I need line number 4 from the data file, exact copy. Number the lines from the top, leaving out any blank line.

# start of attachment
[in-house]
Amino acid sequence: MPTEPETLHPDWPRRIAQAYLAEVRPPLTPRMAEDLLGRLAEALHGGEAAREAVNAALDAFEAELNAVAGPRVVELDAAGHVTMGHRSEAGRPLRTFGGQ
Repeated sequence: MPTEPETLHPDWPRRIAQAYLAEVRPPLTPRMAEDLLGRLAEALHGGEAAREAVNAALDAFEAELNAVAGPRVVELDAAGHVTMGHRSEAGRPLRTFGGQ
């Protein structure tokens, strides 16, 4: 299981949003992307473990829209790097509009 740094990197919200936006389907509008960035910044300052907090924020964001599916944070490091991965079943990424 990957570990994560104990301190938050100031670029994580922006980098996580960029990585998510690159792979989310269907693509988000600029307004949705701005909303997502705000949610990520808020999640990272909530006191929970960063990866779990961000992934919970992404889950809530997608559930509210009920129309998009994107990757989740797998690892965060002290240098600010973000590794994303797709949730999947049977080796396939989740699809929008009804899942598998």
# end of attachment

């Protein structure tokens, strides 16, 4: 299981949003992307473990829209790097509009 740094990197919200936006389907509008960035910044300052907090924020964001599916944070490091991965079943990424 990957570990994560104990301190938050100031670029994580922006980098996580960029990585998510690159792979989310269907693509988000600029307004949705701005909303997502705000949610990520808020999640990272909530006191929970960063990866779990961000992934919970992404889950809530997608559930509210009920129309998009994107990757989740797998690892965060002290240098600010973000590794994303797709949730999947049977080796396939989740699809929008009804899942598998």